The Divine Pastor, our Lamb of God
The Divine Pastor, our Lamb of God
The Parable of the Lost Sheep
From The Visions of Maria Valtorta (1897-1961)
Together called "The Poem of the Man-God" and "The Gospel as Revealed to Me"
"And your ninety-nine good sisters will rejoice at your return, because I tell you, my little lost sheep, which I have looked for coming from far away, and I reached and saved, I tell you, there is more rejoicing among the good, for one who was lost and has been found, than for ninety-nine just who never left the fold."
- Jesus finishing the Parable of the Lost Sheep, knowing Mary Magdalene is listening from behind a tree.
232. Jesus is speaking to the crowds. Standing on the wooded embankment of a stream, He is addressing numerous people spread out in a field of recently harvested wheat, which presents to the eye a desolate sight with all its stubbles. The evening is advancing. The moon begins to rise. It is a beautiful and clear evening in the first days of summer. Flocks of sheep are returning to their folds and the ding-dong sound of cowbells mingles with the loud singing of the crickets and the cicadas, an intense 'cree, cree, cree'. Jesus is inspired by the flocks passing by.
He says: "Your Heavenly Father is like a solicitous shepherd. What does a good shepherd do? He looks for good pastures for his sheep, where there is no hemlock or other poisonous herbs, but there is plenty of sweet clover, aromatic mint and bitter, wholesome chicory. He looks for places where beside good grass there is the cool shade of trees and clear stream water; he ensures that there are no vipers among the green grass. He does not look for fields with the tallest, lushest grasses, because he knows that vipers and harmful snakes and injurous herbs are quite common there. He prefers instead mountain pastures with shorter grasses, where the dew keeps the tender grass clean and fresh and the strong sunshine cleans it from snakes, where the air is fresh, light and breezy and not burdened and unhealthy, as it is on the plains. The good shepherd observes each and every one of his sheep. If they get sick he cares for them; if they are hurt, he cures them. He calls the one that is too gluttonous and in danger of getting sick. He calls the one who would get sick because it is exposed to too much humidity, or too much sunlight, and tells them to move to a different place. And, if one were to be listless and wish to not eat, he tries to find acidulous aromatic herbs to whet its appetite, and feeds it with his own hand, speaking to it as if it were a friend; that is what the Father in the Heavens does with His children errantly wandering on the earth. His love is the staff that unites them; His voice is their guide, His pasture is His Law, His Fold, Heaven.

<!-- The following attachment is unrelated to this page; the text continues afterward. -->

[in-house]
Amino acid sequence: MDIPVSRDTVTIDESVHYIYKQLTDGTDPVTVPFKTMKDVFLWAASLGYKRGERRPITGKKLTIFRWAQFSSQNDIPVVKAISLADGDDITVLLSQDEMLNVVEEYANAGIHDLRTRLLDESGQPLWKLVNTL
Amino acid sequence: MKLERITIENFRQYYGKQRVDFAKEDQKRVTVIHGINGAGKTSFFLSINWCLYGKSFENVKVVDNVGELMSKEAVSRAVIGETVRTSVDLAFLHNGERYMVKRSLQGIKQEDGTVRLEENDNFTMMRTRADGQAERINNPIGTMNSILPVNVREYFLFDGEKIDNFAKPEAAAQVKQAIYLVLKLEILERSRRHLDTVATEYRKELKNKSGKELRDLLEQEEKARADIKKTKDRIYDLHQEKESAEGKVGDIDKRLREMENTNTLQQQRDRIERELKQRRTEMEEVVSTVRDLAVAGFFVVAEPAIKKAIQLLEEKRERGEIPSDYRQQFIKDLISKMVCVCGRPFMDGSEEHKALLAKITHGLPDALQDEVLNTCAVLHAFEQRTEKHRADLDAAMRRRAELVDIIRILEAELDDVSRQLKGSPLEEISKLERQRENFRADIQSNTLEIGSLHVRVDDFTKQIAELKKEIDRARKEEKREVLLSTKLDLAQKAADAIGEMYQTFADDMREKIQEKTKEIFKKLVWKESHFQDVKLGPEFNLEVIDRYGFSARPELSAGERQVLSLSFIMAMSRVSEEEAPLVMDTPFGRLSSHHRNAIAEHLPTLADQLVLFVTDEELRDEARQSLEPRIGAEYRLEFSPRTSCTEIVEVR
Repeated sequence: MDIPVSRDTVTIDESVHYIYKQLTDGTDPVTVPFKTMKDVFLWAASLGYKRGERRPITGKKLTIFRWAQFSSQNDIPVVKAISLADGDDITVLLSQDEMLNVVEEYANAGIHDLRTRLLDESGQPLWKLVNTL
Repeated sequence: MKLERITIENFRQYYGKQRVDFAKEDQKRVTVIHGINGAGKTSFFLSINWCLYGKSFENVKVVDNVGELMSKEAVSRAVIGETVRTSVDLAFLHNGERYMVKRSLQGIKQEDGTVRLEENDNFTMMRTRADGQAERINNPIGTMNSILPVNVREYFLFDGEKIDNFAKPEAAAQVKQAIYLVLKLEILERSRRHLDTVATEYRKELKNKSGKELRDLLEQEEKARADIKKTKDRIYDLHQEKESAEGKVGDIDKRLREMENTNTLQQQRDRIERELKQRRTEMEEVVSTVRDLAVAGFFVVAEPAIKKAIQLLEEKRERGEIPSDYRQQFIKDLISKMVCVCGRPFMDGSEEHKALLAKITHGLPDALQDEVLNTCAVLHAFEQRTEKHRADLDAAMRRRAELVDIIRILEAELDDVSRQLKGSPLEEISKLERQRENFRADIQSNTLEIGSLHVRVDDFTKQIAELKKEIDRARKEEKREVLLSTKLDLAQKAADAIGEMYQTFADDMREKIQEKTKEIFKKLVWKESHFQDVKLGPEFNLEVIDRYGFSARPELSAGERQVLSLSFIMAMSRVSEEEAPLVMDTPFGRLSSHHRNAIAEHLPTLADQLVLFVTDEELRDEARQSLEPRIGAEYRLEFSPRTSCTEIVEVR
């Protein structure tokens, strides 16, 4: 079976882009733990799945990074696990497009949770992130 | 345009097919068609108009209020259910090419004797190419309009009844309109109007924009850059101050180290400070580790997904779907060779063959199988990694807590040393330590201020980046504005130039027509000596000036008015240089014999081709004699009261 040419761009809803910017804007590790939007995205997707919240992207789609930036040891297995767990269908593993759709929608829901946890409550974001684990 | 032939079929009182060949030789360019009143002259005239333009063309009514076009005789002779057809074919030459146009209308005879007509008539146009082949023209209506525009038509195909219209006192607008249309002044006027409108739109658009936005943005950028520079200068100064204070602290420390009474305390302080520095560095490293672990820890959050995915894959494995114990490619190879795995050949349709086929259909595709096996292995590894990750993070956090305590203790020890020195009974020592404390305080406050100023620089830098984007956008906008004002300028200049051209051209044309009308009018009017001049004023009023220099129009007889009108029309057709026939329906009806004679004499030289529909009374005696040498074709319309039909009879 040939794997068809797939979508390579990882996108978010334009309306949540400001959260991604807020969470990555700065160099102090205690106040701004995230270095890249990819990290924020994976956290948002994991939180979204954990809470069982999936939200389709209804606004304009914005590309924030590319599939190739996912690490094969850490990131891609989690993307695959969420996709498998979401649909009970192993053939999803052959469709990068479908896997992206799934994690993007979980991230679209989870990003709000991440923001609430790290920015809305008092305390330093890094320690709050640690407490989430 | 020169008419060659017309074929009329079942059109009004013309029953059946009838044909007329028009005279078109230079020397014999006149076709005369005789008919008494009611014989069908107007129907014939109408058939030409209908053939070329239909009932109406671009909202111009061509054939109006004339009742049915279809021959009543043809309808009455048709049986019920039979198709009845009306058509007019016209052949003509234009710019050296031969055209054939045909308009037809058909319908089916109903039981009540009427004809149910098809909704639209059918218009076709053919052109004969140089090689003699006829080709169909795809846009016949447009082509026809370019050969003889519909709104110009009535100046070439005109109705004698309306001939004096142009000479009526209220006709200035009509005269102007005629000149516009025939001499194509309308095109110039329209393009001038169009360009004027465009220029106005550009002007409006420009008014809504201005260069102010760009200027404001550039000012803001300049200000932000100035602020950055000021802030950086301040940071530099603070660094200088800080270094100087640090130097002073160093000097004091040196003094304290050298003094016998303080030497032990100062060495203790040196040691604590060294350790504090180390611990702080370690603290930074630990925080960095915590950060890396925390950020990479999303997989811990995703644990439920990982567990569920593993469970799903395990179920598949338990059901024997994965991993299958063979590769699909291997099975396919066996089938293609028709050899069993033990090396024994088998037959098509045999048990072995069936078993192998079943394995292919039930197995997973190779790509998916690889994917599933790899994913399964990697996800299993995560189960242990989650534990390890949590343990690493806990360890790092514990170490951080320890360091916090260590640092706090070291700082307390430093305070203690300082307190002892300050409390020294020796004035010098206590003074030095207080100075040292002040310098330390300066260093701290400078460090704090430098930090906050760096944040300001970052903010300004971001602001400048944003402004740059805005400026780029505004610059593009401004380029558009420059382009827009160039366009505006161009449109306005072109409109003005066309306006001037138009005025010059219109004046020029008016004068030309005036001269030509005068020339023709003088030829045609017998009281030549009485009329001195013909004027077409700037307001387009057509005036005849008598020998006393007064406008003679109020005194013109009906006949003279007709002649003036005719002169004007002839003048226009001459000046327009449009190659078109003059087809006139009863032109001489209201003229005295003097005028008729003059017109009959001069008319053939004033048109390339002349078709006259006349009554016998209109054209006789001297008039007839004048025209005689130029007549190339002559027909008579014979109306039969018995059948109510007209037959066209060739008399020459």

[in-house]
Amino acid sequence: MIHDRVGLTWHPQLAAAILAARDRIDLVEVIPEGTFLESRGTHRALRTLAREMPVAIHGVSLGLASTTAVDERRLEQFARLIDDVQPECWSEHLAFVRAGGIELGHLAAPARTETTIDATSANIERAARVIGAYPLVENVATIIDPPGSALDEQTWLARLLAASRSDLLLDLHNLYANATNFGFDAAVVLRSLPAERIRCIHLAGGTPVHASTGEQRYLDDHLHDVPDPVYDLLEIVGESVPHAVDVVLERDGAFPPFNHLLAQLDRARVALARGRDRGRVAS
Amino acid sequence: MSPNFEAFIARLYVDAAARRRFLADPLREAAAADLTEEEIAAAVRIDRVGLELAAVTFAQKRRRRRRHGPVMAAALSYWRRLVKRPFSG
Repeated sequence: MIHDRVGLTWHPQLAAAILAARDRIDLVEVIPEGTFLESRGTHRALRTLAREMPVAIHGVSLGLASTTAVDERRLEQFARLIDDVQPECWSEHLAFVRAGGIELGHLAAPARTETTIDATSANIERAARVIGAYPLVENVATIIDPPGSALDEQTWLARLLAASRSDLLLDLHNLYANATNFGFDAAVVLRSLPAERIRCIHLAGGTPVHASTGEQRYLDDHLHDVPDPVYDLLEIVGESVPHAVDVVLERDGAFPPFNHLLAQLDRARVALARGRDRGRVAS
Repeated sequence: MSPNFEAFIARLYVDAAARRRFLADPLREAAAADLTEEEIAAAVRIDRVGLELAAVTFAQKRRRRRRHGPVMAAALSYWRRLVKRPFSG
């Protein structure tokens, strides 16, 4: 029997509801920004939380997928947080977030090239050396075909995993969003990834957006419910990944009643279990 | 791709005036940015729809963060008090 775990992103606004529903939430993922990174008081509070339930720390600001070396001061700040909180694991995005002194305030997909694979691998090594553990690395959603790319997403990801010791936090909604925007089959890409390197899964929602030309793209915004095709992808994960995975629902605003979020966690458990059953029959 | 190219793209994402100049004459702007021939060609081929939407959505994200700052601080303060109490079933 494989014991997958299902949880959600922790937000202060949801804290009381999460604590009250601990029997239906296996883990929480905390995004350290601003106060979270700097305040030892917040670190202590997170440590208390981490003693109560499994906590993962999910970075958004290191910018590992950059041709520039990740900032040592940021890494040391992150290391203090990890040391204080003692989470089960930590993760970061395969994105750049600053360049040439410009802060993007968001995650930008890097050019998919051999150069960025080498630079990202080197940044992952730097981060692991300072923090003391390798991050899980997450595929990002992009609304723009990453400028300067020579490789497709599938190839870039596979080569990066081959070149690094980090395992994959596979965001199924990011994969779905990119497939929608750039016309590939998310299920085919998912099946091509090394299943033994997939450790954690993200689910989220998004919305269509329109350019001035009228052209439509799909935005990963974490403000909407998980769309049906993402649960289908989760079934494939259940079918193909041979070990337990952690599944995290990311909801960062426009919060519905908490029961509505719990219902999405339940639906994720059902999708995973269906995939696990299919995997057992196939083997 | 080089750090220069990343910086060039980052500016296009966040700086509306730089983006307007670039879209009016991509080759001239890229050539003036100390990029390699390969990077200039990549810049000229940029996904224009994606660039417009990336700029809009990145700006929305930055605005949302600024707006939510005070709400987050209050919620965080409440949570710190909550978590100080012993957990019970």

Behold, here is one sheep that has abandoned him. How much He loved her! It was young, pure, innocent, like a little cloud in an April sky. The shepherd saw her with eyes full of love, thinking of how much good he could do for her. Yet she abandons Him. She does so because a tempter passed on the road that runs along the pasture. He does not wear an austere jacket, but a garment with a thousand colors. The tempster does not wear a leather belt with hatchet and knife hanging from it, but instead a golden belt, from which rattles hang, as melodious as the singing of a nightingale, and phials of inebriating perfumes ... He also does not carry a staff as the good shepherd does, to gather and defend the sheep and, should his staff not be sufficient, defending them with his hatchet and knife - and even with his life. No. This tempter, passing by, is holding in his hands a thurible sparkling with gems and from it smoke rises, which is stench and scent at the same time, and it bewilders as the sparkling of its fake jewels dazzle. He passes by singing and drops handfuls of salt, which shines on the dark road.... Ninety-nine sheep look and remain where they are. The one hundredth, the youngest and most esteemed, makes a leap and disappears behind the tempter. The shepherd calls it, but it does not come back. It runs faster than the wind to join the tempter who has just gone by. To gain strength in its pursuit it tastes that salt. The salt does enter into her and causes a strange delirium that embraces her. It makes her feel the need for a deep pool of greenish waters with a tenebrous thickness where, following the tempter it goes into, penetrating her; she rises, descends and falls ... once, twice, three times. And each time she feels round her neck the slimy embrace of reptiles. Wanting to drink, she drinks the contaminated water; wanting to eat, she feeds on herbs shining with revolting slobber that cover them.